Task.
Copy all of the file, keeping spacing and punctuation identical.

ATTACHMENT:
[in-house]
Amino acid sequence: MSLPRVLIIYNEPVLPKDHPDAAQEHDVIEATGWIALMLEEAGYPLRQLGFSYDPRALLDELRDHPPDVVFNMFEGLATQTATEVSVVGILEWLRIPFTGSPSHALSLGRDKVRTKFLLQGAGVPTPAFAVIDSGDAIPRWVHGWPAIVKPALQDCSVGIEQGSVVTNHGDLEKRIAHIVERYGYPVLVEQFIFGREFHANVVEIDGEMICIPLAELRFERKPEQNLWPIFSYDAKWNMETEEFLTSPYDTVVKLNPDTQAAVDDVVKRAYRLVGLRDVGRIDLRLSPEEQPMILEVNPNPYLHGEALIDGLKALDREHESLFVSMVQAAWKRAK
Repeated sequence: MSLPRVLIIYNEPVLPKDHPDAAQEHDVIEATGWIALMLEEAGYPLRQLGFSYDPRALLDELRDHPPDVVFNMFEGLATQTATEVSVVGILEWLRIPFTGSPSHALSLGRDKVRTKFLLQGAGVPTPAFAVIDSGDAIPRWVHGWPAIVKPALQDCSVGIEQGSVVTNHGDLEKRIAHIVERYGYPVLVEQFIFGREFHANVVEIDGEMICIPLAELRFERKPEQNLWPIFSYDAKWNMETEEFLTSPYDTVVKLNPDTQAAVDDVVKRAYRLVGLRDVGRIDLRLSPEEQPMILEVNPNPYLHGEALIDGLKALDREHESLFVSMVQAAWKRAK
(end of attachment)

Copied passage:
[in-house]
Amino acid sequence: MSLPRVLIIYNEPVLPKDHPDAAQEHDVIEATGWIALMLEEAGYPLRQLGFSYDPRALLDELRDHPPDVVFNMFEGLATQTATEVSVVGILEWLRIPFTGSPSHALSLGRDKVRTKFLLQGAGVPTPAFAVIDSGDAIPRWVHGWPAIVKPALQDCSVGIEQGSVVTNHGDLEKRIAHIVERYGYPVLVEQFIFGREFHANVVEIDGEMICIPLAELRFERKPEQNLWPIFSYDAKWNMETEEFLTSPYDTVVKLNPDTQAAVDDVVKRAYRLVGLRDVGRIDLRLSPEEQPMILEVNPNPYLHGEALIDGLKALDREHESLFVSMVQAAWKRAK
Repeated sequence: MSLPRVLIIYNEPVLPKDHPDAAQEHDVIEATGWIALMLEEAGYPLRQLGFSYDPRALLDELRDHPPDVVFNMFEGLATQTATEVSVVGILEWLRIPFTGSPSHALSLGRDKVRTKFLLQGAGVPTPAFAVIDSGDAIPRWVHGWPAIVKPALQDCSVGIEQGSVVTNHGDLEKRIAHIVERYGYPVLVEQFIFGREFHANVVEIDGEMICIPLAELRFERKPEQNLWPIFSYDAKWNMETEEFLTSPYDTVVKLNPDTQAAVDDVVKRAYRLVGLRDVGRIDLRLSPEEQPMILEVNPNPYLHGEALIDGLKALDREHESLFVSMVQAAWKRAK